NTSB Identification: IAD00IA026.
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Scheduled 14 CFR (D.B.A. US AIRWAYS EXPRESS )
Incident occurred Sunday, March 12, 2000 in BALTIMORE, MD
Probable Cause Approval Date: 12/18/2001
Aircraft: Boeing - Canada (de Havilland) DHC-8-102, registration: N838EX
Injuries: 32 Uninjured.
NTSB investigators used data provided by various sources and may not have traveled in support of this investigation to prepare this aircraft incident report.
During the flight, the airplane required full nose-down trim and forward pressure on the yoke to maintain level flight. As a result, a logbook entry was made, and inspection of the airplane revealed damage due to contact between the elevator and rudder. Examination of the elevator gust lock mechanism revealed that only three of four elevator stop bumpers were installed. The upper right bumper was missing, but the mount bolt was still in place. The upper left bumper was cracked, chipped, crazed, and displayed a longitudinal crack that ran its entire length. FDR data showed that when the airplane taxied onto the departure runway for the previous flight, the gust lock was released, and rapid deflection of the elevator control surfaces and the control yoke was noted. At the point where the control yoke returned to its nominal position, the LH and RH elevator graph lines were approximately 4 degrees apart. These lines remained separated by approximately 4 degrees throughout the remainder of the flight. Examination of prior flights revealed the elevator control surface graph lines were superimposed in all modes of flight. Winds at the departure airport were from 300 degrees at 22 knots, gusting to 27 knots. A product safety representative for the airplane manufacturer 'guaranteed' the airplane would have been undamaged during the rapid elevator deflection, had the elevator stop bumpers been installed.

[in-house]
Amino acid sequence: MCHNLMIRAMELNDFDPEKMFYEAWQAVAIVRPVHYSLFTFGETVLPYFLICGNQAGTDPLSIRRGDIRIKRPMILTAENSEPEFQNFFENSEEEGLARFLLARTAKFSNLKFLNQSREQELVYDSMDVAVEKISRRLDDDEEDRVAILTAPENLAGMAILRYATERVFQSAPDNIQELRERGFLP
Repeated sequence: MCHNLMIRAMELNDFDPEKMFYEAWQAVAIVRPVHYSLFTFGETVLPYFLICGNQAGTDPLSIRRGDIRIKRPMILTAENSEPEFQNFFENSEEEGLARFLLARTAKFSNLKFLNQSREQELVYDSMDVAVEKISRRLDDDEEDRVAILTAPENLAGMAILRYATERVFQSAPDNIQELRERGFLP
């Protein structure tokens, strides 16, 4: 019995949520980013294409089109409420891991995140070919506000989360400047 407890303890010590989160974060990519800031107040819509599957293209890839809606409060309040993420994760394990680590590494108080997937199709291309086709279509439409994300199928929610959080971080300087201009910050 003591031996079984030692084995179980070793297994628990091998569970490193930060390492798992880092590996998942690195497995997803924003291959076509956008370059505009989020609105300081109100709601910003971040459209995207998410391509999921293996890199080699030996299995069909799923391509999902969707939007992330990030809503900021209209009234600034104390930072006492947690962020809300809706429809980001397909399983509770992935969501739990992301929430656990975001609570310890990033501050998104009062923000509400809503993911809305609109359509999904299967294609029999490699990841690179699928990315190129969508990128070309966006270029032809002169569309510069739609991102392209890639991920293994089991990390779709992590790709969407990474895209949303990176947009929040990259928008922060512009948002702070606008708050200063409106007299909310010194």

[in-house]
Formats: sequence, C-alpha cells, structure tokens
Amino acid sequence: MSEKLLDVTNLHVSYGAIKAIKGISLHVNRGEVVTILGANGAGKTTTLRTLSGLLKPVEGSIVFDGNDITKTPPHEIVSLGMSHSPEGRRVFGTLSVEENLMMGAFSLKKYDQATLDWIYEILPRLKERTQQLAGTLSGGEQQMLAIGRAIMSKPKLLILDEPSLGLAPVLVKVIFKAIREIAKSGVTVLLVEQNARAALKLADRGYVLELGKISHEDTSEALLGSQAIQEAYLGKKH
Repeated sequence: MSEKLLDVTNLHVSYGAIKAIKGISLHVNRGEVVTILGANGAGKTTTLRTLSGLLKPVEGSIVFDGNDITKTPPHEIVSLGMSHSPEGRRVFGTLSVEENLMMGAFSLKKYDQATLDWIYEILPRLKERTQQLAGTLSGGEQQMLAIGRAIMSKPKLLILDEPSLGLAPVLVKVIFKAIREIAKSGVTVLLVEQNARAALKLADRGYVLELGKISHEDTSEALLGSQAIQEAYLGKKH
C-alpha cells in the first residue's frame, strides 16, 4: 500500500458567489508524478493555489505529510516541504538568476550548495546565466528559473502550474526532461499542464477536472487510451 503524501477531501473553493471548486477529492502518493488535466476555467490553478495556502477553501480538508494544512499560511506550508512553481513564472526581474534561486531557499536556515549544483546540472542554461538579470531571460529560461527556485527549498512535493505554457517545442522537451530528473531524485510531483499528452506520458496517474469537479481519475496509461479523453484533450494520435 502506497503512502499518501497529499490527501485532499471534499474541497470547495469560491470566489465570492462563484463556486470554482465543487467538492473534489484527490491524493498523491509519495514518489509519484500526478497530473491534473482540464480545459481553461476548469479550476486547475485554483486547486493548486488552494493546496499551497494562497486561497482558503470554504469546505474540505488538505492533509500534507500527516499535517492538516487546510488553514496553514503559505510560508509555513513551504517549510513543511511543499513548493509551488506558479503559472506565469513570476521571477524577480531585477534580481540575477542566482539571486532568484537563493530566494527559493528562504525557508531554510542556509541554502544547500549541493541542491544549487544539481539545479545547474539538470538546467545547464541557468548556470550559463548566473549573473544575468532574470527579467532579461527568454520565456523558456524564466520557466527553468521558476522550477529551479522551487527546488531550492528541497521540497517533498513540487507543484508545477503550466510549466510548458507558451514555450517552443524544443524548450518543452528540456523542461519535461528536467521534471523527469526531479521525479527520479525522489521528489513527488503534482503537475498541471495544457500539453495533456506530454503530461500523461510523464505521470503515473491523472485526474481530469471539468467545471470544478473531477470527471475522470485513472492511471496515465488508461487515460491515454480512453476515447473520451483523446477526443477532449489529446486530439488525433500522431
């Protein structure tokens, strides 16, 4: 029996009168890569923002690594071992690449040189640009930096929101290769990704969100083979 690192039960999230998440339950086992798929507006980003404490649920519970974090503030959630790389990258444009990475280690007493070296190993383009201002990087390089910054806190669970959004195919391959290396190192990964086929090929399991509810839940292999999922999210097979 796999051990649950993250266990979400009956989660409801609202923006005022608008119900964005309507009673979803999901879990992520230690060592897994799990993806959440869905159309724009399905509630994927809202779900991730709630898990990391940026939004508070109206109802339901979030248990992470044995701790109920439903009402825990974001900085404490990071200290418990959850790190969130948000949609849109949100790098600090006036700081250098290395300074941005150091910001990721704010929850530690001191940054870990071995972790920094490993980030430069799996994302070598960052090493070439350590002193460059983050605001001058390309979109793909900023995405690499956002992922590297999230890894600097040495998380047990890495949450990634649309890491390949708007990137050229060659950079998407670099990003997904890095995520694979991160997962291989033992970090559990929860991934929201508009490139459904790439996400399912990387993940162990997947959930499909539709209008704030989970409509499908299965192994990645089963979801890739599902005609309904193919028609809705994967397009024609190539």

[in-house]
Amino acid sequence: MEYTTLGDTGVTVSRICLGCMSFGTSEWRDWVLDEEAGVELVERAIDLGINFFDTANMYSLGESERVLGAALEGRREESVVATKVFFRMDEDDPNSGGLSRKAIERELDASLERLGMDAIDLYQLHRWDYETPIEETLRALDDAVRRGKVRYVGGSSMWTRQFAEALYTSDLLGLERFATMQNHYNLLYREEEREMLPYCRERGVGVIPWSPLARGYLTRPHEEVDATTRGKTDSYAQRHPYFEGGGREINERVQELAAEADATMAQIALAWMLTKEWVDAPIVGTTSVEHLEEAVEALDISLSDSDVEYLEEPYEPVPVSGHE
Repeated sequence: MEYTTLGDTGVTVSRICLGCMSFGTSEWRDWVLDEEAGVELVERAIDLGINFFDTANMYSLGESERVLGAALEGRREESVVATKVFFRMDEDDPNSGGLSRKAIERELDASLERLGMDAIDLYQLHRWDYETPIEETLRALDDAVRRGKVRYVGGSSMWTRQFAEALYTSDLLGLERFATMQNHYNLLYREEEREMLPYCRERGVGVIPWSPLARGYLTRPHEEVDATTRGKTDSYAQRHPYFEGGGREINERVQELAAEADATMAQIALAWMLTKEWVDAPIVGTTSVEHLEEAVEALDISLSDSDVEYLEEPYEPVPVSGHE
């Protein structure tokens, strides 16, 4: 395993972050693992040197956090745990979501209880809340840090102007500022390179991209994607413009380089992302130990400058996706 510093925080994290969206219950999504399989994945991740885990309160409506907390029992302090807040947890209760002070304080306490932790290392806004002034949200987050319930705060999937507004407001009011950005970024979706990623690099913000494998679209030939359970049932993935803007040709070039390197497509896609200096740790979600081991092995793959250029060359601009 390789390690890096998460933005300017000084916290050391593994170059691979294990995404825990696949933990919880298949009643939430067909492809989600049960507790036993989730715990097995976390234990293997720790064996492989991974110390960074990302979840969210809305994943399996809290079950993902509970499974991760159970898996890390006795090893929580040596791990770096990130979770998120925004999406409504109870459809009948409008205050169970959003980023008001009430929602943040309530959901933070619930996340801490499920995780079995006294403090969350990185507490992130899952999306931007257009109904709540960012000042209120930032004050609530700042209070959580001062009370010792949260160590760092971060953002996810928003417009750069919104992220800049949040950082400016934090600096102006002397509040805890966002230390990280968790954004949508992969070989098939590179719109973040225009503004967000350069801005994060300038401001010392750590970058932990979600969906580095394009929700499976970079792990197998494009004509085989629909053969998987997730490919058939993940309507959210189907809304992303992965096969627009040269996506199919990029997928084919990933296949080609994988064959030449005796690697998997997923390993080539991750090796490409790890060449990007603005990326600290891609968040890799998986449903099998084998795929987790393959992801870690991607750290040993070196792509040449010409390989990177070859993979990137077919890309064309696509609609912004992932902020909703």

The National Transportation Safety Board determines the probable cause(s) of this incident to be: the missing elevator stop bumper that resulted in elevator over-travel and damage to the elevator. A factor in the incident was the abrupt release of the elevator control lock in windy conditions. Full narrative available
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